As I made her bed, I felt the lump again. My baby wouldn’t be sleeping under my roof that night.
“You’ve already spent so much on my move to school,” my 18-year-old daughter, Julia, said. “You bought my bedding, my towels, and all of my storage stuff. I’m paying for these dorm decorations.”
I nodded, but when we got to the check out, I just piled everything on the counter and paid for it. It took Julia a minute to realize what I was doing. She protested and tried to pay me back for her purchases, but I said, “Honey, don’t worry about it. This stuff will be so cute in your room. Besides, this will be our last shopping trip together for a while.” I felt the now-familiar lump in my throat as I said the words. I could hardly believe my baby girl was going away to college.
In my head, I knew that I was overreacting. The college that Julia had chosen was only 30 minutes from our house. I would probably still see her on a weekly basis. I’d already planned to meet her for coffee, shopping trips, and pedicures. In my head, I knew this move wasn’t that big of a deal. But in my heart, I was grieving. I was used to seeing Julia every single day. Although we would still see one another often, our relationship was changing.
And although things were going exactly the way they were supposed to, I was still sad at the changes.
The next morning, we packed up two cars and drove to Julia’s dorm room. As my husband, Eric, lofted her bed, I unpacked her clothes and toiletries. I organized her bathroom and hung her shower curtain. As I made her bed, I felt the lump again. My baby wouldn’t be sleeping under my roof that night.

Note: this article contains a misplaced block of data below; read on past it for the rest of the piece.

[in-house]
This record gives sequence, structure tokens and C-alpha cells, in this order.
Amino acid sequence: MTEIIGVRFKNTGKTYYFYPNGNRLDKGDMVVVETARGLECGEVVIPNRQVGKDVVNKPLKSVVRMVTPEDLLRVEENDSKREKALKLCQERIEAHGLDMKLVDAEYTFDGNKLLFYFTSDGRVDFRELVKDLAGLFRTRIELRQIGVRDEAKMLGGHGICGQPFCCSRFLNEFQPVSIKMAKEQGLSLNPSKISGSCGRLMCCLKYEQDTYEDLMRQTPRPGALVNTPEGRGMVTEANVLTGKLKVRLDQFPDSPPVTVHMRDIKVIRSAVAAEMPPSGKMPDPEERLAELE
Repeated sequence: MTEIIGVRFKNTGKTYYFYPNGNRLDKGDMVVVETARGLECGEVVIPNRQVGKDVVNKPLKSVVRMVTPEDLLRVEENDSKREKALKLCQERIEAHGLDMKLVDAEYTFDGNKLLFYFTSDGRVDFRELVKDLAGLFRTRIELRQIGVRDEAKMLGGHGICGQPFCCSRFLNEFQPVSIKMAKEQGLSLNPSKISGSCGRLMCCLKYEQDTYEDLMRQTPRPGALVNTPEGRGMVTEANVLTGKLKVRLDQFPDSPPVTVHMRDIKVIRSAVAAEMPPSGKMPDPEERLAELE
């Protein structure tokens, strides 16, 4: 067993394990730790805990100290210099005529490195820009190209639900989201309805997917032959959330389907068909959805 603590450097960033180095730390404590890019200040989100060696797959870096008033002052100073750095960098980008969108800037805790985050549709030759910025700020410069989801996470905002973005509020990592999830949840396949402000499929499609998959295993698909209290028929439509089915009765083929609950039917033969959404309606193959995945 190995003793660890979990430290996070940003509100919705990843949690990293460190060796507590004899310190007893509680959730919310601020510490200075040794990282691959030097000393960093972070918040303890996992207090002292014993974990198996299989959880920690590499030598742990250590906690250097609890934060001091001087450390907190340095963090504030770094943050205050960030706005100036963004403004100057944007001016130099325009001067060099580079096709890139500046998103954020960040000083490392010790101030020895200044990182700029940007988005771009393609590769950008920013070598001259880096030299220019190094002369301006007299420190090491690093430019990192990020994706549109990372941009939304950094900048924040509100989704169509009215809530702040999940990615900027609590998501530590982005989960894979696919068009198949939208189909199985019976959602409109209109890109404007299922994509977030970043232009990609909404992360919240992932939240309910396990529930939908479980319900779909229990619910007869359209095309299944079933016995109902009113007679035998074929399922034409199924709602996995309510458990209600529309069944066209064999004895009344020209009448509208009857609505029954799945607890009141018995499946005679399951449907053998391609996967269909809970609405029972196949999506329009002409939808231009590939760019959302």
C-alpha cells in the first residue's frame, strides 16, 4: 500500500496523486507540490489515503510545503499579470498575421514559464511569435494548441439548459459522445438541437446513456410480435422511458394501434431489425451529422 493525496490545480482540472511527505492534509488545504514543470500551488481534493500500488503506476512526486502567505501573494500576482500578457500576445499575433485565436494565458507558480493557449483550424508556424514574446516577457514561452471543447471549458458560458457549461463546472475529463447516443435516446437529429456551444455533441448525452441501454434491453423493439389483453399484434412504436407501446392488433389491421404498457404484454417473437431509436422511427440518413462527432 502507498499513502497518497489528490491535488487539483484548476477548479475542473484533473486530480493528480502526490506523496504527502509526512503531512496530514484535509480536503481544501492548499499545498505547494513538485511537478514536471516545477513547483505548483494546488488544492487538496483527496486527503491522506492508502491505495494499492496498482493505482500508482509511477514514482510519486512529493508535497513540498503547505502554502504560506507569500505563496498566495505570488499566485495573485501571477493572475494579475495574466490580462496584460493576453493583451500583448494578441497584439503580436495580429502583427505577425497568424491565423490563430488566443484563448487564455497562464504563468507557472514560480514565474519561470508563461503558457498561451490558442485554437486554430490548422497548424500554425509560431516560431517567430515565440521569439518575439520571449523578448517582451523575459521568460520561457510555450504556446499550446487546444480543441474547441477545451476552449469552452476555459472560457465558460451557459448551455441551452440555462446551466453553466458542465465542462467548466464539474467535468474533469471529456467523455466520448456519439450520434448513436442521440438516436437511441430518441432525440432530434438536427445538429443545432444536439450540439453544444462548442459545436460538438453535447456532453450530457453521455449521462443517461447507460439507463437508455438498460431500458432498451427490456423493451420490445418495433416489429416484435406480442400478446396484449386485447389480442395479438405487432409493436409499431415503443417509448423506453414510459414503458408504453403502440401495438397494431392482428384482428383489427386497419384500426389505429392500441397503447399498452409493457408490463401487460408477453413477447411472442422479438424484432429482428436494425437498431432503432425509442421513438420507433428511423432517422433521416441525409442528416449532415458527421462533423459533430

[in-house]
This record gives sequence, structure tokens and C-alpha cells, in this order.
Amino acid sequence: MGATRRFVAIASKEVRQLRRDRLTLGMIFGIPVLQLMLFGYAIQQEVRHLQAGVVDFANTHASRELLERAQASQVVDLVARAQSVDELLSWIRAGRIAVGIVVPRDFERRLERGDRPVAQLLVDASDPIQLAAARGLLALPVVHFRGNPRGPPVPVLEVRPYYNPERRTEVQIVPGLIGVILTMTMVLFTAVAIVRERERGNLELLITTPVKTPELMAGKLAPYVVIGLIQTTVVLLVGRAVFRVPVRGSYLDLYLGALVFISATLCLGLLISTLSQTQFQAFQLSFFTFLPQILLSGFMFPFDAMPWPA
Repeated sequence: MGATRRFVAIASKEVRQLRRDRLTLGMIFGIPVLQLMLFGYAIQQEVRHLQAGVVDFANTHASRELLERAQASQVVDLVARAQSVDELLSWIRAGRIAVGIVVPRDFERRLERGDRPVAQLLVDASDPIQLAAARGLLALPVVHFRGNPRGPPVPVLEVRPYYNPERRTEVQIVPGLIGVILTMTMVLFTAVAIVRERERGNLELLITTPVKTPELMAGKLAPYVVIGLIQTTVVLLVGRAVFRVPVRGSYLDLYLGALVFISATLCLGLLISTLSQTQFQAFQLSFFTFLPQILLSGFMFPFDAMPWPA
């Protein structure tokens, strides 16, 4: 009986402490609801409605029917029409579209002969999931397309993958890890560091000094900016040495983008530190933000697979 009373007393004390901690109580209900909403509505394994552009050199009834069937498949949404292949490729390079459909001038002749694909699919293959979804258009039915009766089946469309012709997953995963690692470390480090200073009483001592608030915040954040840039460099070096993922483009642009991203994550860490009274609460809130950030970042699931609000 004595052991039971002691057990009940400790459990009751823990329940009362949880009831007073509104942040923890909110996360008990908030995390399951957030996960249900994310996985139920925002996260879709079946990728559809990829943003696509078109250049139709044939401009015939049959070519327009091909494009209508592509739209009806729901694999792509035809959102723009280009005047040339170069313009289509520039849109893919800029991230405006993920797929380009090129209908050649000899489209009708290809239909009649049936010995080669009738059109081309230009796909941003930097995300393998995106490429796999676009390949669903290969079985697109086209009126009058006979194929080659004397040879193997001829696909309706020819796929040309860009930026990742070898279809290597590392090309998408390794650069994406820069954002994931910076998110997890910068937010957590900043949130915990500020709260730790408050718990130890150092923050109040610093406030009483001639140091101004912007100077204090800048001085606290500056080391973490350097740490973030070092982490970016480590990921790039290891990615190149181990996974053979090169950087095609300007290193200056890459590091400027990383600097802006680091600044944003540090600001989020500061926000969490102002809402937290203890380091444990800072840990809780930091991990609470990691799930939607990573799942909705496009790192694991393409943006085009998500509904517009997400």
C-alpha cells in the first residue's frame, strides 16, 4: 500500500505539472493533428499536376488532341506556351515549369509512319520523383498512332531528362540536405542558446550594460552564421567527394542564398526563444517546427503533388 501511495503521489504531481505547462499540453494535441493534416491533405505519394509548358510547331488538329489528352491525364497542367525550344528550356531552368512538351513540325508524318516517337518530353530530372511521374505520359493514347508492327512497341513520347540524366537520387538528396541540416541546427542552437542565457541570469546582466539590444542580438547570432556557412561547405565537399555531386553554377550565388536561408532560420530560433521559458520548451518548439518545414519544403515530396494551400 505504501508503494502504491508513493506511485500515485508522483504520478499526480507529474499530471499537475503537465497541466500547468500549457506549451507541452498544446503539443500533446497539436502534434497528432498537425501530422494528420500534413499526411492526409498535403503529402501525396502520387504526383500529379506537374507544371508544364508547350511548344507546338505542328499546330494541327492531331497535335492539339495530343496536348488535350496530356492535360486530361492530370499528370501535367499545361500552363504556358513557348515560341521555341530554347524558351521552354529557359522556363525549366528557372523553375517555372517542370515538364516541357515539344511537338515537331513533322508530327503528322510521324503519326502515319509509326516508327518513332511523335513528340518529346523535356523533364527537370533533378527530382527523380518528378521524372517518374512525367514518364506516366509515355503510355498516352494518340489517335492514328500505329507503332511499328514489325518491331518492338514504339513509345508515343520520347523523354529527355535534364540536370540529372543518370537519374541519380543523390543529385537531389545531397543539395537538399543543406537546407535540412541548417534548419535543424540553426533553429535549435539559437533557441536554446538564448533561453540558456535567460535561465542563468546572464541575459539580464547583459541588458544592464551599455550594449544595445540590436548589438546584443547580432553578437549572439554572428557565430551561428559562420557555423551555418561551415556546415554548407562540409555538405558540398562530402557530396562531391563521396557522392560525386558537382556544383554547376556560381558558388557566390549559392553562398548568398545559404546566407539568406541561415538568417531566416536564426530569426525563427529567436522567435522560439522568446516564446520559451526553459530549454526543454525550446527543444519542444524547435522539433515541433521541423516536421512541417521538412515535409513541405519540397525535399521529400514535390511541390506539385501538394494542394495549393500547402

Or any night in the near future.
Julia’s roommate and her parents arrived, and we finished organizing the girls’ room. Then we all went out to dinner together.
We had a great time, but I couldn’t really enjoy myself. These were my last few minutes with Julia.
When we dropped her back off at her dorm, I hugged her tight and couldn’t hold back my tears. “I’m so proud of you, Honey,” I said.
“I love you Momma,” she said, squeezing her eyes tight.
I cried most of the way back to our house. That night, Julia texted me the sweetest good night message. The next night, she called to tell me about her day, and we talked for nearly two hours.
“I think you two are talking more now than when she lived at home,” Eric said.
I shrugged. “It’s still not the same.”
The next morning, I opened my laptop to answer some emails and found a Ziploc baggie with a few twenty dollar bills and three Post-it notes. Tears filled my eyes as I realized it was from Julia. “Mom, this money is to pay you back for the decorations you bought the other day,” the first Post-it note said. “Thank you for everything you’ve done for me. You’re the best mom in the world and I love you so much,” the second one said.
But the third note was the one that really got me. “You are my best friend and you’ll always be my favorite person to talk to,” it said.
Those three Post-it notes are so much more valuable to me than the money she included in the bag. They made me realize how blessed I am to have a daughter like Julia. She is incredibly kind, and she made me feel so loved from 30 miles away. We’ve always been close, but we grew even closer during the shutdown. Nearly every day, we sat and talked for hours. She has this way of making people loved and understood. Holding those Post-it notes in my hand reminded me how blessed I am to be her mom.
Julia’s moving day was a hard day for me. I had to take my daughter to school and leave her there. I would no longer see her every day. When I returned home and went into her now-empty bedroom at our house, I thought my heart would break. When I saw my dogs searching the house for Julia and whining when they couldn’t find her, tears flooded my eyes. When something exciting happened and I had to text her to tell her about it, that always-present lump in my throat grew so much bigger.
But in the days since moving day, I’ve realized that things have changed less than I thought they would. I haven’t seen Julia, but we have talked on the phone or texted every day. She still tells me everything that’s going on in her life. We’re still close. I’m still her favorite person to talk to.
Moving day might have changed Julia’s address, but it didn’t change our relationship.
And I’ll always feel blessed to be her mom.